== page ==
John Wyatt is a doctor, author and research scientist. His concern is the ethical challenges that arise with technologies like artificial intelligence and robotics. On Tuesday this week (11th March 2019) he gave a talk called ‘What does it mean to be human?’ at the Wesley Methodist Church in Cambridge.
To a packed audience, he pointed out how interactions with artificial intelligence and robots will never be the same as the type of ‘I – you’ relationships that occur between people. He emphasised the important distinction between ‘beings that are born’ and ‘beings that are made’ and how this distinction will become increasingly blurred as our interactions with artificial intelligence become commonplace. We must be ever vigilant against the use of technology to dehumanise and manipulate.
I can see where this is going. The tendency for people to anthropomorphise is remarkably strong - ‘the computer won’t let me do that’, ‘the car has decided not to start this morning’. Research shows that we can even attribute intentions to animated geometrical shapes ‘chasing’ each other around a computer screen, let alone cartoons. Just how difficult is it going to be to not attribute the ‘human condition’ to a chatbot with an indistinguishably human voice or a realistically human robot. Children are already being taught to say ‘please’ and ‘thank you’ to devices like Alexa, Siri and Google Home – maybe a good thing in some ways, but …
One message I took away from this talk was a suggestion for a number of new human rights in this technological age. These are: (1) The right to cognitive liberty (to think whatever you want), (2) The right to mental privacy (without others knowing) (3) The right to mental integrity and (4) The right to psychological continuity - the last two concerning the preservation of ‘self’ and ‘identity’.
A second message was to consider which country was most likely to make advances in the ethics of artificial intelligence and robotics. His conclusion – the UK. That reassures me that I’m in the right place.
See more of John’s work, such as his essay ‘God, neuroscience and human identity’ at his website johnwyatt.com
Writing about ethics in artificial intelligence and robotics can sometimes seem like it’s all doom and gloom. My last post for example covered two talks in Cambridge – one mentioning satellite monitoring and swarms of drones and the other going more deeply into surveillance capitalism where big companies (you know who) collect data about you and sell it on the behavioural futures market.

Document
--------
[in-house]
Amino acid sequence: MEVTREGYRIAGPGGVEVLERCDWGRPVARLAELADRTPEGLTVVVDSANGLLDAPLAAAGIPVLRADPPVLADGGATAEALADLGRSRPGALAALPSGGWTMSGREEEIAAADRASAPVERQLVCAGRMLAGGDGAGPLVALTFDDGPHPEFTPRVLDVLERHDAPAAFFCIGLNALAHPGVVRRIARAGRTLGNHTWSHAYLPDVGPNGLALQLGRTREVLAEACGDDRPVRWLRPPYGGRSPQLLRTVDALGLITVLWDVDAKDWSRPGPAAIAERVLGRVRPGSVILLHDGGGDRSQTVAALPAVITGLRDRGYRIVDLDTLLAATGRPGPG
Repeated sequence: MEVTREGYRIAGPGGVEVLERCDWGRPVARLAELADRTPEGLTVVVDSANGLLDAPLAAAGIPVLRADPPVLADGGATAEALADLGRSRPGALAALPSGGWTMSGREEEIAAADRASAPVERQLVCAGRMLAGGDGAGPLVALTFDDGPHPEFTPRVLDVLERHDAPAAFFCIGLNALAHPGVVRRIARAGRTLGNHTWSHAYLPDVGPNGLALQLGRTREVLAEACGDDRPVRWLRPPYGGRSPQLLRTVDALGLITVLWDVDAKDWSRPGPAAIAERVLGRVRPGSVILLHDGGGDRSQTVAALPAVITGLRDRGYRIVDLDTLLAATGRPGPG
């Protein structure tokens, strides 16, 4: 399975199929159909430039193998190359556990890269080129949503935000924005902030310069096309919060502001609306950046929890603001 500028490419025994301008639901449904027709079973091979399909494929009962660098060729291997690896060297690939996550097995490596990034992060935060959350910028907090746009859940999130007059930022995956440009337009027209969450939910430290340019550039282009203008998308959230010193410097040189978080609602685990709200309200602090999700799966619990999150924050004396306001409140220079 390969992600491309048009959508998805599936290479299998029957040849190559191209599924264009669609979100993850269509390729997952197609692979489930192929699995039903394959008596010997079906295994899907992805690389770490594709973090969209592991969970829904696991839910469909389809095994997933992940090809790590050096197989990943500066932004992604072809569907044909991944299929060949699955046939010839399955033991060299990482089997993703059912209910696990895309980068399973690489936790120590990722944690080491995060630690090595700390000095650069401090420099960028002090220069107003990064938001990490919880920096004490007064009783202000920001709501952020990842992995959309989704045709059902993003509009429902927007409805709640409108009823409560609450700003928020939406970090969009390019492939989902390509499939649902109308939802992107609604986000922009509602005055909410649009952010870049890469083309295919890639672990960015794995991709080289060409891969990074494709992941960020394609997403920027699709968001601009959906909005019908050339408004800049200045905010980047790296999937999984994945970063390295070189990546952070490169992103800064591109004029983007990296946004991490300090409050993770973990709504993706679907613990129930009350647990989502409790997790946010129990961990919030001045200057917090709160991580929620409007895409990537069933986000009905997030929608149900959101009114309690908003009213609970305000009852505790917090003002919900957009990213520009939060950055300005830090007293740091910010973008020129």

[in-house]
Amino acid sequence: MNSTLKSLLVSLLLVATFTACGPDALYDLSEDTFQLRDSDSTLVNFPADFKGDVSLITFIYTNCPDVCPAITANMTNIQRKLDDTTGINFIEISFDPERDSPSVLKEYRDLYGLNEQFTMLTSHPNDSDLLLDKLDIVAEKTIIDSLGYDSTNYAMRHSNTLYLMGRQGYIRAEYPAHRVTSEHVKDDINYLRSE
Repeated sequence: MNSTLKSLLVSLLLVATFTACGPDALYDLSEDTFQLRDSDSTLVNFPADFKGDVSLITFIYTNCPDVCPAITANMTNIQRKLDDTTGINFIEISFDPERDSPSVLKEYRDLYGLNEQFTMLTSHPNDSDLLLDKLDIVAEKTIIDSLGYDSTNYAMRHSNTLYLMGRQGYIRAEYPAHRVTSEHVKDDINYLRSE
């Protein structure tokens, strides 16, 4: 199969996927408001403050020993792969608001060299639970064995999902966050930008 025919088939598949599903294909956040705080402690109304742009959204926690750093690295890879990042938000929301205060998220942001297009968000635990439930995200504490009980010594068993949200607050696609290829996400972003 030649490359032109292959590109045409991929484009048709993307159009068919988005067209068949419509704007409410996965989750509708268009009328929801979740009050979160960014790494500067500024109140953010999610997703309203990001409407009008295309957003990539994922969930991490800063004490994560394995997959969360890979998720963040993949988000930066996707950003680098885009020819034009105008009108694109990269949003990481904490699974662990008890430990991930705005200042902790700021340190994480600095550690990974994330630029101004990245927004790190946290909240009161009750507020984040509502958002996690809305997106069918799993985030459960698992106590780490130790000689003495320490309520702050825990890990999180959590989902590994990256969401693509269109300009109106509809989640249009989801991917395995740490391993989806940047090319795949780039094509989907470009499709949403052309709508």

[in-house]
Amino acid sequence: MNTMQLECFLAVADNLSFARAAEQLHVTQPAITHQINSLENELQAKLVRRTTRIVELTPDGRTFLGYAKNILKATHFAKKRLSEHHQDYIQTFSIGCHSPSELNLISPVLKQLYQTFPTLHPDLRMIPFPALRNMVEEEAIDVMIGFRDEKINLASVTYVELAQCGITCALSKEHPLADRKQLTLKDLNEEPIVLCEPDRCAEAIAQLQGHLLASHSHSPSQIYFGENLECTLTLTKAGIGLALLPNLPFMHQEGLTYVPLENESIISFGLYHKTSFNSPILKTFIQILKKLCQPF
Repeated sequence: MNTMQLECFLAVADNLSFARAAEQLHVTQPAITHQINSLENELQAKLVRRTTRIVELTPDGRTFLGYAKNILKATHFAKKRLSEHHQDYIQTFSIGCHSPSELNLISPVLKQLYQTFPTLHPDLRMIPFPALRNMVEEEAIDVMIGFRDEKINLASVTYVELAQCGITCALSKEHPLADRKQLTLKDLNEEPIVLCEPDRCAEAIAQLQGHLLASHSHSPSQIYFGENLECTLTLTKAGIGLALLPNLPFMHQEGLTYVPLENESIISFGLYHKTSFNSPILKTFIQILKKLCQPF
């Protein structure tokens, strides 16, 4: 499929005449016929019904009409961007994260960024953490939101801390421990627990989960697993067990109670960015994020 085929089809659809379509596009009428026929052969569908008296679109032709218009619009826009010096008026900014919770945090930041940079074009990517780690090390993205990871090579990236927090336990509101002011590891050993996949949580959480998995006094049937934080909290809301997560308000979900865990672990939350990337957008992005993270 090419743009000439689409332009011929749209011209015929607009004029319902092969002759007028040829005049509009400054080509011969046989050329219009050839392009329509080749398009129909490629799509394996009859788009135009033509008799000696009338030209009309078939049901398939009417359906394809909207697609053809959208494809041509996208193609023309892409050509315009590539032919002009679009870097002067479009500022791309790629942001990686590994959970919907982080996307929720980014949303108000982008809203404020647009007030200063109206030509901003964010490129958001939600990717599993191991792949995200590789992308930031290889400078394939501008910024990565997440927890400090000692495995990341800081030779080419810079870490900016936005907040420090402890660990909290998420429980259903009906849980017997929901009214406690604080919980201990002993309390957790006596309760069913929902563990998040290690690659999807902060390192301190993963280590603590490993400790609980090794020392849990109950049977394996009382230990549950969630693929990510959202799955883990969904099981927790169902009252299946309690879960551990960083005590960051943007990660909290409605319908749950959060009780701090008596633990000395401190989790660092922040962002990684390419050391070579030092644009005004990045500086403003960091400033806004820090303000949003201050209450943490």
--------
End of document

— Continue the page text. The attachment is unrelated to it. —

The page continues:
So it was really refreshing to go to a talk by Dr Danielle Belgrave at Microsoft Research in Cambridge last week that reflected a much more positive side to artificial intelligence ethics. Danielle has spent the last 11 years researching the application of probabilistic modelling to the medical condition of asthma. Using statistical techniques and machine learning approaches she has been able to differentiate between five more or less distinct conditions that are all labelled asthma. Just as with cancer there may be a whole host of underlying conditions that are all given the same name but may in fact have different underlying causes and environmental triggers.
This is important because treating a set of conditions that may have family resemblance (as Wittgenstein would have put it) with the same intervention(s) might work in some cases, not work in others and actually do harm to some people. Where this is leading, is towards personalised medicine, where each individual and their circumstances are treated as unique. This, in turn, potentially leads to the design of a uniquely configured set of interventions optimised for that individual.
The statistical techniques that Danielle uses, attempt to identify the underlying endotypes (sub-types of a condition) from set of phenotypes (the observable characteristics of an individual). Some conditions may manifest in very similar sets of symptoms while in fact they arise from quite different functional mechanisms.
Appearances can be deceptive and while two things can easily look the same, underneath they may in fact be quite different beasts. Labelling the appearance rather than the underlying mechanism can be misleading because it inclines us to assume that beast 1 and beast 2 are related when, in fact the only thing they have in common is how they appear.
It seems likely that for many years we have been administering some drugs thinking we are treating beast 1 when in fact some patients have beast 2, and that sometimes this does more harm than good. This view is supported by the common practice that getting the medication right in asthma, cancer, mental illness and many other conditions, is to try a few things until you find something that works.